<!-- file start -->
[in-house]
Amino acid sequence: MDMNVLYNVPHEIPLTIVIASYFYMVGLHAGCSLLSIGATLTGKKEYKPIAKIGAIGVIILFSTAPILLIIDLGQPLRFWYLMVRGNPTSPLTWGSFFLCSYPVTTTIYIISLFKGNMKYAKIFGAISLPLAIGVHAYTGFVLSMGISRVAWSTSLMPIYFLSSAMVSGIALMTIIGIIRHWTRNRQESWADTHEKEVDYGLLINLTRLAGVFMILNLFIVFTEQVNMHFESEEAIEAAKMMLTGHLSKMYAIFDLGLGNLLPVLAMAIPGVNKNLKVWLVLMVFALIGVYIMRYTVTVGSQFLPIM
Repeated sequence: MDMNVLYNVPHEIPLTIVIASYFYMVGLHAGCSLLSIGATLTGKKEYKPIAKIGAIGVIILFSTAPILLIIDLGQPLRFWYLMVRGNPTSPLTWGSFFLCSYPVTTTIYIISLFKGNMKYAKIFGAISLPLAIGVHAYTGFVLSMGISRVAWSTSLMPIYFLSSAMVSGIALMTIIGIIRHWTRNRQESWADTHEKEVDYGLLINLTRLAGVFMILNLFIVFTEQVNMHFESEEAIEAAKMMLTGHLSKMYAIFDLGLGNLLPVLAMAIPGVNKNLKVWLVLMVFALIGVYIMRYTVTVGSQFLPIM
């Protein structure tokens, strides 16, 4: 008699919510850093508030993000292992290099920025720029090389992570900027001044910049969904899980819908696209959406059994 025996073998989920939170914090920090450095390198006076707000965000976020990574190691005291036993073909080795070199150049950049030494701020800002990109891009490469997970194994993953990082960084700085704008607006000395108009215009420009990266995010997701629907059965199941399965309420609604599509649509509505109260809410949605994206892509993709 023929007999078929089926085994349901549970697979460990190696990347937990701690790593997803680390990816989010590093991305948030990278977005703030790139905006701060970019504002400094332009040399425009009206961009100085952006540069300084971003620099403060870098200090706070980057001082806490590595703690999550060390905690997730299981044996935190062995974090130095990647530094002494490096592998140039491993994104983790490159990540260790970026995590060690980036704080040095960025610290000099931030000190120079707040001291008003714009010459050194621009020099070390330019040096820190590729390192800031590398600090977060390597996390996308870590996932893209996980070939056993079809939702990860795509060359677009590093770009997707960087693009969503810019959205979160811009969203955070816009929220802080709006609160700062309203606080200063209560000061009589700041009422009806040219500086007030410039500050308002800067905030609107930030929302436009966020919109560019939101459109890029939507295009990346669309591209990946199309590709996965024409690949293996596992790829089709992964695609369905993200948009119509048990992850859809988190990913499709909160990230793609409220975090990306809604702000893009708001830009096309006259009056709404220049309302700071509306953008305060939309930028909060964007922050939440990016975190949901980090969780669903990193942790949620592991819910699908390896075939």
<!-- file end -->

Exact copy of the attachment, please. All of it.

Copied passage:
[in-house]
Amino acid sequence: MDMNVLYNVPHEIPLTIVIASYFYMVGLHAGCSLLSIGATLTGKKEYKPIAKIGAIGVIILFSTAPILLIIDLGQPLRFWYLMVRGNPTSPLTWGSFFLCSYPVTTTIYIISLFKGNMKYAKIFGAISLPLAIGVHAYTGFVLSMGISRVAWSTSLMPIYFLSSAMVSGIALMTIIGIIRHWTRNRQESWADTHEKEVDYGLLINLTRLAGVFMILNLFIVFTEQVNMHFESEEAIEAAKMMLTGHLSKMYAIFDLGLGNLLPVLAMAIPGVNKNLKVWLVLMVFALIGVYIMRYTVTVGSQFLPIM
Repeated sequence: MDMNVLYNVPHEIPLTIVIASYFYMVGLHAGCSLLSIGATLTGKKEYKPIAKIGAIGVIILFSTAPILLIIDLGQPLRFWYLMVRGNPTSPLTWGSFFLCSYPVTTTIYIISLFKGNMKYAKIFGAISLPLAIGVHAYTGFVLSMGISRVAWSTSLMPIYFLSSAMVSGIALMTIIGIIRHWTRNRQESWADTHEKEVDYGLLINLTRLAGVFMILNLFIVFTEQVNMHFESEEAIEAAKMMLTGHLSKMYAIFDLGLGNLLPVLAMAIPGVNKNLKVWLVLMVFALIGVYIMRYTVTVGSQFLPIM
């Protein structure tokens, strides 16, 4: 008699919510850093508030993000292992290099920025720029090389992570900027001044910049969904899980819908696209959406059994 025996073998989920939170914090920090450095390198006076707000965000976020990574190691005291036993073909080795070199150049950049030494701020800002990109891009490469997970194994993953990082960084700085704008607006000395108009215009420009990266995010997701629907059965199941399965309420609604599509649509509505109260809410949605994206892509993709 023929007999078929089926085994349901549970697979460990190696990347937990701690790593997803680390990816989010590093991305948030990278977005703030790139905006701060970019504002400094332009040399425009009206961009100085952006540069300084971003620099403060870098200090706070980057001082806490590595703690999550060390905690997730299981044996935190062995974090130095990647530094002494490096592998140039491993994104983790490159990540260790970026995590060690980036704080040095960025610290000099931030000190120079707040001291008003714009010459050194621009020099070390330019040096820190590729390192800031590398600090977060390597996390996308870590996932893209996980070939056993079809939702990860795509060359677009590093770009997707960087693009969503810019959205979160811009969203955070816009929220802080709006609160700062309203606080200063209560000061009589700041009422009806040219500086007030410039500050308002800067905030609107930030929302436009966020919109560019939101459109890029939507295009990346669309591209990946199309590709996965024409690949293996596992790829089709992964695609369905993200948009119509048990992850859809988190990913499709909160990230793609409220975090990306809604702000893009708001830009096309006259009056709404220049309302700071509306953008305060939309930028909060964007922050939440990016975190949901980090969780669903990193942790949620592991819910699908390896075939």